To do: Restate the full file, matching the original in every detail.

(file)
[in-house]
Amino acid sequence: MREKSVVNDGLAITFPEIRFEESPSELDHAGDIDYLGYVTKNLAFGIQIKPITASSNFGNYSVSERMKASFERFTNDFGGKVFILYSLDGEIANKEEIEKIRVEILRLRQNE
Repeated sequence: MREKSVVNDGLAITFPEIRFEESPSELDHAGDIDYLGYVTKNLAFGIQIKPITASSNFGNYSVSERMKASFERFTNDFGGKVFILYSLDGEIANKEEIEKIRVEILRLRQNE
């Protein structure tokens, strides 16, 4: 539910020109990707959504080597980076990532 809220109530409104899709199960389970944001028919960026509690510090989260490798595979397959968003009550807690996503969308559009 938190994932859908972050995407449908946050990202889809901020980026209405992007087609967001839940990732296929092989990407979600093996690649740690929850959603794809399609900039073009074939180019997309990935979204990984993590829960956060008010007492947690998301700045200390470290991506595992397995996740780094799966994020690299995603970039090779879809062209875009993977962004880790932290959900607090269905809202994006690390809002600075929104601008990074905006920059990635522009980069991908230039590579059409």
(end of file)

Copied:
[in-house]
Amino acid sequence: MREKSVVNDGLAITFPEIRFEESPSELDHAGDIDYLGYVTKNLAFGIQIKPITASSNFGNYSVSERMKASFERFTNDFGGKVFILYSLDGEIANKEEIEKIRVEILRLRQNE
Repeated sequence: MREKSVVNDGLAITFPEIRFEESPSELDHAGDIDYLGYVTKNLAFGIQIKPITASSNFGNYSVSERMKASFERFTNDFGGKVFILYSLDGEIANKEEIEKIRVEILRLRQNE
């Protein structure tokens, strides 16, 4: 539910020109990707959504080597980076990532 809220109530409104899709199960389970944001028919960026509690510090989260490798595979397959968003009550807690996503969308559009 938190994932859908972050995407449908946050990202889809901020980026209405992007087609967001839940990732296929092989990407979600093996690649740690929850959603794809399609900039073009074939180019997309990935979204990984993590829960956060008010007492947690998301700045200390470290991506595992397995996740780094799966994020690299995603970039090779879809062209875009993977962004880790932290959900607090269905809202994006690390809002600075929104601008990074905006920059990635522009980069991908230039590579059409």